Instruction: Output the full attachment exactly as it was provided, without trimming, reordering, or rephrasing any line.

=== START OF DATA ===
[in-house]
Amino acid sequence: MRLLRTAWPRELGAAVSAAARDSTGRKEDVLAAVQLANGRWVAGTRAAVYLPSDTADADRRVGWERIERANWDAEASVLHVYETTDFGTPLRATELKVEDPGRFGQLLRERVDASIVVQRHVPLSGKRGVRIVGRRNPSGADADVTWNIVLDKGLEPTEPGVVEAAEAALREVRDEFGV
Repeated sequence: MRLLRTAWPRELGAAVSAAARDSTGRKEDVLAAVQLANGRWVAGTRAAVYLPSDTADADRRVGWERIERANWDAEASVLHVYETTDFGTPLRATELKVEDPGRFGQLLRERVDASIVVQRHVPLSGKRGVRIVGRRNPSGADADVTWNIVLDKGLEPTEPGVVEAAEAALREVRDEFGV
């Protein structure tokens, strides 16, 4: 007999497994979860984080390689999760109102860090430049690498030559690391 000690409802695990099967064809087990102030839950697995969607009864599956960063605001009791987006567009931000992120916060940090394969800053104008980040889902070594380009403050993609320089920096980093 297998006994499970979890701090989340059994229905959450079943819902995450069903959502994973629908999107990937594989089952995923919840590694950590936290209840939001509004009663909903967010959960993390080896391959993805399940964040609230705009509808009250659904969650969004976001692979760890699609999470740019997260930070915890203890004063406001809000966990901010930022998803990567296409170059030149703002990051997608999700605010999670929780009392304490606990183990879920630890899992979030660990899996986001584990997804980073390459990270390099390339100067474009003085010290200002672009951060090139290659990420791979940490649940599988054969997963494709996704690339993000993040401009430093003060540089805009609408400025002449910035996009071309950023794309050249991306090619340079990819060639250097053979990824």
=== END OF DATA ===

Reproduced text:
[in-house]
Amino acid sequence: MRLLRTAWPRELGAAVSAAARDSTGRKEDVLAAVQLANGRWVAGTRAAVYLPSDTADADRRVGWERIERANWDAEASVLHVYETTDFGTPLRATELKVEDPGRFGQLLRERVDASIVVQRHVPLSGKRGVRIVGRRNPSGADADVTWNIVLDKGLEPTEPGVVEAAEAALREVRDEFGV
Repeated sequence: MRLLRTAWPRELGAAVSAAARDSTGRKEDVLAAVQLANGRWVAGTRAAVYLPSDTADADRRVGWERIERANWDAEASVLHVYETTDFGTPLRATELKVEDPGRFGQLLRERVDASIVVQRHVPLSGKRGVRIVGRRNPSGADADVTWNIVLDKGLEPTEPGVVEAAEAALREVRDEFGV
């Protein structure tokens, strides 16, 4: 007999497994979860984080390689999760109102860090430049690498030559690391 000690409802695990099967064809087990102030839950697995969607009864599956960063605001009791987006567009931000992120916060940090394969800053104008980040889902070594380009403050993609320089920096980093 297998006994499970979890701090989340059994229905959450079943819902995450069903959502994973629908999107990937594989089952995923919840590694950590936290209840939001509004009663909903967010959960993390080896391959993805399940964040609230705009509808009250659904969650969004976001692979760890699609999470740019997260930070915890203890004063406001809000966990901010930022998803990567296409170059030149703002990051997608999700605010999670929780009392304490606990183990879920630890899992979030660990899996986001584990997804980073390459990270390099390339100067474009003085010290200002672009951060090139290659990420791979940490649940599988054969997963494709996704690339993000993040401009430093003060540089805009609408400025002449910035996009071309950023794309050249991306090619340079990819060639250097053979990824």